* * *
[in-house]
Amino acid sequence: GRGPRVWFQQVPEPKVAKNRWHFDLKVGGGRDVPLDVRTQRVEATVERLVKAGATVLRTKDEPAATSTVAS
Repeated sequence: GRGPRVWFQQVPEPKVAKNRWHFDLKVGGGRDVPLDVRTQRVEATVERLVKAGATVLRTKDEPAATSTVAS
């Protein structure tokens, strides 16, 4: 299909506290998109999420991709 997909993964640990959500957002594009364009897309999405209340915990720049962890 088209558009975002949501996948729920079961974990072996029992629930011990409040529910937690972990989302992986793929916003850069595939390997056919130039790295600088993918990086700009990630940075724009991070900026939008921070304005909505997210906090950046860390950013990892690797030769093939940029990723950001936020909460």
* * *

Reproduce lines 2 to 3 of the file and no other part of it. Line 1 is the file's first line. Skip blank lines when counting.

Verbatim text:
Amino acid sequence: GRGPRVWFQQVPEPKVAKNRWHFDLKVGGGRDVPLDVRTQRVEATVERLVKAGATVLRTKDEPAATSTVAS
Repeated sequence: GRGPRVWFQQVPEPKVAKNRWHFDLKVGGGRDVPLDVRTQRVEATVERLVKAGATVLRTKDEPAATSTVAS